Hubspot is an inbound marketing company that coined the term Inbound Marketing, and revolved their business around helping other companies employ non-disruptive marketing techniques. The HubSpot case from 2011 defines inbound marketing as, “a collection of marketing strategies and techniques focused on pulling relevant prospects and customers towards a business and its products.” HubSpot technology helps small business owners, and professional marketers (Hubspot’s primary customers) if they were willing to put the work in. If the customers do not put work in, or they do not think they need to, they will not be able to see results. Those who were dedicated to using the HubSpot software were able to see jumps in the number of leads they had after 6 months of using the software.

Hubspot is in a tough place as a business. Since they are an Inbound Marketing company, who wants to provide software to help other companies use this tactic, they can not use outbound marketing to find new clients. For example, one YouTube video they created described how cold calling was for losers, so of course, it would hurt their company image if they turned around and started using techniques they publicly trashed. When you read a blog on their site, or sign up for their certification, they might ask you for some information. If you provide your phone number, they might call you and tell you a little about the services they offer. This is called warm-calling, and since the consumer already showed interest in the product, and provided their phone number, HubSpot will take advantage of the lead.

Over the summer, I worked for a small airline called Kenmore Air. Kenmore Air flies seaplanes from Seattle to many destinations in Washington State and British Columbia such as The San Juan Islands, Nanimo, and many fishing resorts along Vancouver Island’s inner passage.  Kenmore Air exemplifies successful inbound marketing with their successful blog, Facebook account, and Instagram account. The company uses inbound marketing as part of their marketing mix to encourage past fliers to travel with them again by posting blog entries a few times a week about different events happening in the places they fly to. By posting blog entries, customers are drawn to Kenmore Air’s website and might feel more inclined to try their service. In addition to blogging, Kenmore Air also frequently posts status updates and photos to their social media platforms including Instagram, Facebook, and Twitter. When the company had a sale for discounted fares, they advertised about those fares on their blog, and on their social media platforms, and the sale was very successful.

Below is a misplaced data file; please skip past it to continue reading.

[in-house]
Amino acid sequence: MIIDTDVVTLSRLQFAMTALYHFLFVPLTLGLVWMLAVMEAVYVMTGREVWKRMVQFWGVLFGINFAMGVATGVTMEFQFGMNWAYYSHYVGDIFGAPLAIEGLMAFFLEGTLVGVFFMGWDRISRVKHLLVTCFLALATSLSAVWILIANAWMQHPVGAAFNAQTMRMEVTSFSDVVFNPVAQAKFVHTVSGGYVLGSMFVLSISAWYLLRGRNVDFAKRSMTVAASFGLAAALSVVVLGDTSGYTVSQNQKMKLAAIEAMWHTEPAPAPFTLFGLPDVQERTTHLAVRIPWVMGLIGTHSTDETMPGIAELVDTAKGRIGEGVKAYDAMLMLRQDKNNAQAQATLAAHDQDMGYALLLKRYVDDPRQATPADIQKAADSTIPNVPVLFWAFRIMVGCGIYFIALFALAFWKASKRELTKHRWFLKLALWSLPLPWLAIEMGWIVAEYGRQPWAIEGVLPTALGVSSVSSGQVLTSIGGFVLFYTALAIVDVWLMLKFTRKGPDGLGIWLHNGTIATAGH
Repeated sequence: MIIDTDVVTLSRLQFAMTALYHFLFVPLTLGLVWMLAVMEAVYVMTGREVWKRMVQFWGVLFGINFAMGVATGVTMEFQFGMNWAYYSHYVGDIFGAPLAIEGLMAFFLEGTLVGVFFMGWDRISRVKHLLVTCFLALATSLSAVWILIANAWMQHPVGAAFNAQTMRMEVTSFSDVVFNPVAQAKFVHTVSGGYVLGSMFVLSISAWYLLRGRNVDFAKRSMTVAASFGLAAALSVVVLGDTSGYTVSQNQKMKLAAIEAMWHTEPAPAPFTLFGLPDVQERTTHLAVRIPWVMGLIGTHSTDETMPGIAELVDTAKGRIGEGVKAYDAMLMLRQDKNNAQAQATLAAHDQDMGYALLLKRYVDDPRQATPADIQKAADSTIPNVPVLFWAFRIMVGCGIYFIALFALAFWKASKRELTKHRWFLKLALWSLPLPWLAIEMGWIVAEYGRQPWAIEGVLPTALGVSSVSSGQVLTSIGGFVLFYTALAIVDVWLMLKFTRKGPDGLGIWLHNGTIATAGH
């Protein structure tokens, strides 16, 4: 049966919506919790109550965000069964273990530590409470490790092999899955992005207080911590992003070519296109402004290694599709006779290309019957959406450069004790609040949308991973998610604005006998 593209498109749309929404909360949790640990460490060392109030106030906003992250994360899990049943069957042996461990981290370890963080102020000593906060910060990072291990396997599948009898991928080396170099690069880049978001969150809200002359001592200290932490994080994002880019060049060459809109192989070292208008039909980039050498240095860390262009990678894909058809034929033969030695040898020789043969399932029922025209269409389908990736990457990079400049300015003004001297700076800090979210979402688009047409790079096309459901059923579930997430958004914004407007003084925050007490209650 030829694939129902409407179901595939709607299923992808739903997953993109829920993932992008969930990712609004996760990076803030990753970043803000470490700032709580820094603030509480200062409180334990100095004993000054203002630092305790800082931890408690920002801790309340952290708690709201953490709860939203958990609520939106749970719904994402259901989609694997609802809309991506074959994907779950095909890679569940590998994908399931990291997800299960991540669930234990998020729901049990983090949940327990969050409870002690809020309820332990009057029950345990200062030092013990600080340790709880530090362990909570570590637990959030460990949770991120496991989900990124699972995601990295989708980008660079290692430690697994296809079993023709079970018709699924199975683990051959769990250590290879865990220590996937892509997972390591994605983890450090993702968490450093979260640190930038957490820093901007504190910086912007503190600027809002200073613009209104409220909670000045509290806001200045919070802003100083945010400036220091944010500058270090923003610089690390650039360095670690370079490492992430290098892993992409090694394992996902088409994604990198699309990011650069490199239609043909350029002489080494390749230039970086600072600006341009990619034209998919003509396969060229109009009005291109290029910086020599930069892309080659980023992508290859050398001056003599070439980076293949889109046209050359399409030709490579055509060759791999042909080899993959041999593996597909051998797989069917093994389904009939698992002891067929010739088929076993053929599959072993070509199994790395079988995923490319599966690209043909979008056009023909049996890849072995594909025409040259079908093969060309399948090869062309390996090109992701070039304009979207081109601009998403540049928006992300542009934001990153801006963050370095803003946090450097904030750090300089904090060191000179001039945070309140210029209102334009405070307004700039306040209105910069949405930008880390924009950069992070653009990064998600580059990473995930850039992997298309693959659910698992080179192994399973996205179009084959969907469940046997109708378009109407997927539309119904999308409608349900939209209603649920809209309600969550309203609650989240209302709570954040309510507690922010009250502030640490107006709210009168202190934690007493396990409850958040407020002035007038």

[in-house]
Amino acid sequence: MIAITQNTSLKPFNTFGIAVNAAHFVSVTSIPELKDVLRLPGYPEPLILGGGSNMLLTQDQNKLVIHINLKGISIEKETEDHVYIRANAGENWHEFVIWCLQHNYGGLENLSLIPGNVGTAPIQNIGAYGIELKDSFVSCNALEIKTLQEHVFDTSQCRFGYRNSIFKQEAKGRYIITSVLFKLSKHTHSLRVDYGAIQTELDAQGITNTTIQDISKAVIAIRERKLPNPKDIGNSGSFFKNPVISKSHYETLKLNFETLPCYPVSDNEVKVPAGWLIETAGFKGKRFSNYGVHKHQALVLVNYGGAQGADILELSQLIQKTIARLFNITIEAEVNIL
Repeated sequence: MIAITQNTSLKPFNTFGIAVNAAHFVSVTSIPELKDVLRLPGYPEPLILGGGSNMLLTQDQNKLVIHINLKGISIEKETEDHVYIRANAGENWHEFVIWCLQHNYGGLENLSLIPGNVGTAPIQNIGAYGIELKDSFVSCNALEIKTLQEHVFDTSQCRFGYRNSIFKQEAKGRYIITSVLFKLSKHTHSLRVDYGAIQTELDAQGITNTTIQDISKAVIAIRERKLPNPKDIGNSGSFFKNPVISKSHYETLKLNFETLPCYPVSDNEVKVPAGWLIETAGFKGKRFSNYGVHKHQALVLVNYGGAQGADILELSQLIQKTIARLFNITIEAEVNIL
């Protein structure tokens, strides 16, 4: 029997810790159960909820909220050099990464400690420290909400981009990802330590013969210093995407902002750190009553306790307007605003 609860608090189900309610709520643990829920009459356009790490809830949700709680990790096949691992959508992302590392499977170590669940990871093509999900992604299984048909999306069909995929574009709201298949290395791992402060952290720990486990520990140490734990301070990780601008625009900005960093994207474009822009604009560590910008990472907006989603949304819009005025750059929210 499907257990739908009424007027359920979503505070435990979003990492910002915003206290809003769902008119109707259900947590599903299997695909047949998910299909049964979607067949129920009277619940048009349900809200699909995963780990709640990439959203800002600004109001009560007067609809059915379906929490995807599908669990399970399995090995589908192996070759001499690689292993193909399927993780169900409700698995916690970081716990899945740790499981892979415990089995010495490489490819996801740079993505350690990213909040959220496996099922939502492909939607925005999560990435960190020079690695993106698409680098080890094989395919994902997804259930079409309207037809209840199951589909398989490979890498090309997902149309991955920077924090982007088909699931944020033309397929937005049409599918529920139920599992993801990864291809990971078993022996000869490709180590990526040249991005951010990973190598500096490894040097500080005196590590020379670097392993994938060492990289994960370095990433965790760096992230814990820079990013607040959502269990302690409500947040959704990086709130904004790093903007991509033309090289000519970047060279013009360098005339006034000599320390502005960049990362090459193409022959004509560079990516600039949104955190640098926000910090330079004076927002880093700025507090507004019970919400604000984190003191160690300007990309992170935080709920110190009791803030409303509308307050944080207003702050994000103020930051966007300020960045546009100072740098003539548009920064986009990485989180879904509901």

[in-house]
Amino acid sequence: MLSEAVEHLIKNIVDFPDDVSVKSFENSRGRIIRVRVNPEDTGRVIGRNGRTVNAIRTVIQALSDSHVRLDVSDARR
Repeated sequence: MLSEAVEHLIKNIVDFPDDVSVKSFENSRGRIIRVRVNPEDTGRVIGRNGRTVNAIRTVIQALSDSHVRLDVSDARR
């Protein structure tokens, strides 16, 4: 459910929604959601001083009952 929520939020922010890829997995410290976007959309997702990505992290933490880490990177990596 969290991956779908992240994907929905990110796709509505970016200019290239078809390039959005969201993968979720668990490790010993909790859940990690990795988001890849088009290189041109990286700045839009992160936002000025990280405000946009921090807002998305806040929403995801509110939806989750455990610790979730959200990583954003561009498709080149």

Kenmore Air’s de Havilland Beaver seaplanes lined up.

Before implementing inbound marketing, it is important to plan out your marketing campaign to increase effectiveness, and to determine which inbound marketing channels will best fit your objective. First, identify the audience you are targeting. Know the demographics, objective of those people, and how those people perceive your company already. Once the audience is identified, set a goal for your inbound marketing project. Make your goal something that is  specific, measurable, attainable, relevant, and time-bound (SMART).

Good example: “the goal is to get 1,000 new followers by the end of three months!

Bad example: “The goal is to get more followers!

Making your goal SMART will help the campaign in the long run succeed by making the objective clear to all members working on the campaign.

The next step, is to help consumers find your content by choosing relevant keywords, and optimizing search so that consumers will be able to find the site. Then, create a tracking URL, develop the offer, and create the landing pages.Finally, choose specific promotion channels to get the word out about your campaign. Social media, email, blog postings, or maybe paid search on other channels. The world is at your finger tips. Nurture the leads you find to keep them interested, and finally, report on your results. Google Analytics is a great tool for this, or HubSpot.

Additional Sources: A practical Guide to Planning a Successful Inbound Marketing Campaign

Harvard Business School case on HubSpot